Horror Movie A Day: Quint on EXPERIMENT IN TERROR (1962) You dirty little double-crossing bitch!
Published at: Oct. 3, 2008, 9:19 p.m. CST by quint
Ahoy, squirts! Quint here with today’s installment of A Movie A Day.
[The regular A Movie A Day list has been frozen in order for me to do an all-horror line-up for October. I’ve pulled many horror titles from my regular “to see” stack and have ordered many more horror and thriller titles to make sure we have some good stuff. Like the regular AMAD column all the movies I’m covering are films I have never seen, but unlike the regular AMAD column I will not connect each film to the one before it. Instead I will pull a title at random every day and watch whatever the movie Gods determine for me.]
It was bound to happen… I finally slipped on this column. Thanks to post-Fantastic Fest craziness I’m on a horrible sleep schedule that had me awake at 1am yesterday morning. I had a busy day so I figured I’d use that as an excuse to stay up and swing myself off of the horrible schedule a little.
Due to the VP debates and some side work I ended up not getting to today’s movie EXPERIMENT IN TERROR until nearly 2am this morning, meaning on my 25th hour of consciousness. I couldn’t make it. I got an hour in and just couldn’t stop myself from falling asleep.
So, I slept a good long while, woke up and watched the movie from beginning to end, but now I’m officially a day behind. I’m watching my next movie, which I haven’t pulled yet, as soon as I finish writing, editing, uploading and posting this one, so I will be all caught up.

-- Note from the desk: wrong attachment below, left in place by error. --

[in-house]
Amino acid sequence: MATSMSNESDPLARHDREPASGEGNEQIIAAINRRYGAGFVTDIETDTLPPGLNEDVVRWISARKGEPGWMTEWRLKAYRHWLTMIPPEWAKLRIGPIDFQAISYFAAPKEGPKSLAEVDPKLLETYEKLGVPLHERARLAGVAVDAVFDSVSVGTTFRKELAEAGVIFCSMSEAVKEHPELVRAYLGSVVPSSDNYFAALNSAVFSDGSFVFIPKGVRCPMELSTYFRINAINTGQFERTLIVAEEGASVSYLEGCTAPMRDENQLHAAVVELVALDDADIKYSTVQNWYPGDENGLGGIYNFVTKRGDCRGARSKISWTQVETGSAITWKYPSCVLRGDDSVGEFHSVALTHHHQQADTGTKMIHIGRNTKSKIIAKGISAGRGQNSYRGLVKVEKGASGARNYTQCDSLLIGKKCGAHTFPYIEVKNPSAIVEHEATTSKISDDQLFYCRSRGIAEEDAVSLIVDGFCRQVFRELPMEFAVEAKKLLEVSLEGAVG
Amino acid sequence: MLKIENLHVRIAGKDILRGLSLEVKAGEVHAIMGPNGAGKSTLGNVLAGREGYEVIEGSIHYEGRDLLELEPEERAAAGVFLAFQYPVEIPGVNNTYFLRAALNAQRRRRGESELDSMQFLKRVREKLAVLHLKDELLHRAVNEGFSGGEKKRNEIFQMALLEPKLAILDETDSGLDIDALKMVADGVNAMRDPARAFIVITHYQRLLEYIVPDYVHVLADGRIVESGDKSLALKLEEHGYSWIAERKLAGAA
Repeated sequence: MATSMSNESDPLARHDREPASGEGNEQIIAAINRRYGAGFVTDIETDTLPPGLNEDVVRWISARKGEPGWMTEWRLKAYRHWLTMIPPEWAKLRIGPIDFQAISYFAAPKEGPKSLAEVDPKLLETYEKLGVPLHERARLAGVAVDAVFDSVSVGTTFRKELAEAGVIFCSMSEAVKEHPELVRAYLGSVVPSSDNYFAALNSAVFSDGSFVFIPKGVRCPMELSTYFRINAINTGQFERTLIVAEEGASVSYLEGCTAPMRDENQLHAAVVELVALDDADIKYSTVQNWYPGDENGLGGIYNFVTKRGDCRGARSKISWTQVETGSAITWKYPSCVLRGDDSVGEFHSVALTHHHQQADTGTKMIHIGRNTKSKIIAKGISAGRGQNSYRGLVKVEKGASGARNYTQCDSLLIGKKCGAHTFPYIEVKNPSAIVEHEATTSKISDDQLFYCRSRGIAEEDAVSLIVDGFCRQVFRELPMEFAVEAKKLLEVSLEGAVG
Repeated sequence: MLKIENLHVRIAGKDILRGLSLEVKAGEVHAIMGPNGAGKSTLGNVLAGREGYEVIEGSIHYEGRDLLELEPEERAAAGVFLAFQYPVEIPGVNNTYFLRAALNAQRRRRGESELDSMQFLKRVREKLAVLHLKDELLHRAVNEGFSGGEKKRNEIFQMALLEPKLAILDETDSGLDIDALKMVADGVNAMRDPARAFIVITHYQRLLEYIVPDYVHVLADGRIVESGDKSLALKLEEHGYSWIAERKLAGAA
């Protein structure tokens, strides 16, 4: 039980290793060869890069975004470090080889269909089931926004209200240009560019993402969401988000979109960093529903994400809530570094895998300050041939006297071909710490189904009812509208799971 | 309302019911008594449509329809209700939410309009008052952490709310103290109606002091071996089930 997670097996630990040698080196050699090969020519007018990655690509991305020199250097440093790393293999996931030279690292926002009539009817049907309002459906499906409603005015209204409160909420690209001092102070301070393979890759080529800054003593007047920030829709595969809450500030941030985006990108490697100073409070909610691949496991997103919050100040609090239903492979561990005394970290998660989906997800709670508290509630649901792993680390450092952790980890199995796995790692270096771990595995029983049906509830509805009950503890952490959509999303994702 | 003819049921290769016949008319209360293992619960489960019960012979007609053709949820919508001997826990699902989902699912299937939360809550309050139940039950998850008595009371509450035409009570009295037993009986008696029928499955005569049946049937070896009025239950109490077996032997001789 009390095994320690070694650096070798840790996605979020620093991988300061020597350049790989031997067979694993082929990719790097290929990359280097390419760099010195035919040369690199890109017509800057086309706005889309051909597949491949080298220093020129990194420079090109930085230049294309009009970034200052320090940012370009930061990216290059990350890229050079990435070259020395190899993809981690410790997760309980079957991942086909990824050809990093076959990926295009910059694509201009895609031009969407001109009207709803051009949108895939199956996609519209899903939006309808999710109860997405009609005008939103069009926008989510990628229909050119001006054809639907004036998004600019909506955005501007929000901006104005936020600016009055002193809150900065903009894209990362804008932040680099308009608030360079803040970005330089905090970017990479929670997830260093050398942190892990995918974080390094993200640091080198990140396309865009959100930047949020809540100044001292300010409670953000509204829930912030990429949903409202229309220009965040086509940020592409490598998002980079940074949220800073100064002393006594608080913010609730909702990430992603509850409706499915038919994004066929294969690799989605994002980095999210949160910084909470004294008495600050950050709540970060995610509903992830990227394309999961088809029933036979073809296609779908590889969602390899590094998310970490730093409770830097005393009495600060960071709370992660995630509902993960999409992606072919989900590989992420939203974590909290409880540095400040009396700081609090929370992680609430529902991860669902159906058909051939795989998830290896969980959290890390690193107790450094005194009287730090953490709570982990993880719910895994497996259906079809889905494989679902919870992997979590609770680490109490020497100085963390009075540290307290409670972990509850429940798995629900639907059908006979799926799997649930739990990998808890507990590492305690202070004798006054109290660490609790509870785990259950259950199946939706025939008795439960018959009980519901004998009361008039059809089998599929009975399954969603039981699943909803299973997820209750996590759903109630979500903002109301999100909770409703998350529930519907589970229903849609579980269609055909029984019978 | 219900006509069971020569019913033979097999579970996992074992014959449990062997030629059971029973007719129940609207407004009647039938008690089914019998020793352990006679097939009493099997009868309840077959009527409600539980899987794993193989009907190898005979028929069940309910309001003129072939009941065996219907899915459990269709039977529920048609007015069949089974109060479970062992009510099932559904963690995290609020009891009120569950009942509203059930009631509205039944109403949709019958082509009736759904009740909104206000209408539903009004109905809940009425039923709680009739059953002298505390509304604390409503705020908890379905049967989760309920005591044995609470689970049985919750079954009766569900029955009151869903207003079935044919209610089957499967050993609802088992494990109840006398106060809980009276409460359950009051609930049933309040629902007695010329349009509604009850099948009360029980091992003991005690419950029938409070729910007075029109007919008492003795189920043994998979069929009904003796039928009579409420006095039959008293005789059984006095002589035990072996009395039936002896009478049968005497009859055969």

Sorry about that… at least I waited until my 4 month anniversary to slip 15 hours... Happy 4 month Anniversary, AMAD! I promise not to be late to the Five Month Anniversary!
EXPERIMENT IN TERROR is a title I had never even heard of until I stumbled across the DVD while scouring Half-Price Books. I don’t know how many of you guys have been to a Half-Price Books (I think it’s a Texas thing, not nation-wide), but it’s a sort of used all-media place. Books, magazines, CDs, video tapes, DVDs, etc.
Most of their DVDs are used, but sometimes they have specials on new DVDs, usually the cheaper stuff put out by no-name labels or public domain titles, but sometimes they have some real deal things at super cheap prices. This was one of those titles, still in shrinkwrap. I think I paid something like $4 for it because of Lee Remick and Glenn Ford’s names on the cover and the fact that it was widescreen.
I’m really glad I grabbed this one when I could. For one, it’s a great little obscure movie and secondly it’s out of print now. If you want to buy this title used on Amazon you’re going to pay between $40 and $70. How crazy is that?
EXPERIMENT IN TERROR exists in a kind of middle ground between crime thriller and horror. There’s a lot of noir in this film, but I couldn’t classify it as such because Lee Remick (who most will remember as the mommy in THE OMEN) is about the furthest thing from femme fatale as you can get.
The movie opens with Remick driving through the streets of San Francisco, then through the suburbs, until she arrives home. She parks in her garage and is suddenly grabbed from behind by a wheezing man in black, features obscured by shadow. His voice is rough, coming in asthmatic bursts. He knows an awful lot about her, who her sister is, where she hangs out, where Remick herself works, who they both spend time with, etc. He says he will kill her and her sister if she doesn’t steal $100,000 from the bank she works in.
It’s a very shocking scene to kick off with. There is no safe getting-to-know-you buffer for the audience. The movie starts and immediately we get this 10 minute disturbingly intimate scene.
THE PINK PANTHER’s Blake Edwards directs and he chooses to present this scene in mostly one shot, focused on Remick’s terrified eyes, the man’s hand over her mouth as he whispers in her ear. We don’t get a good look at him, but he’s also not exactly completely hidden.
Edwards doesn’t make the point of the movie trying to figure out who this guy is. There is no big twist involving his character, but Edwards does want you to be afraid of him. The shadows are there for menace, not to conceal a surprise “Gotcha!” moment later in the movie.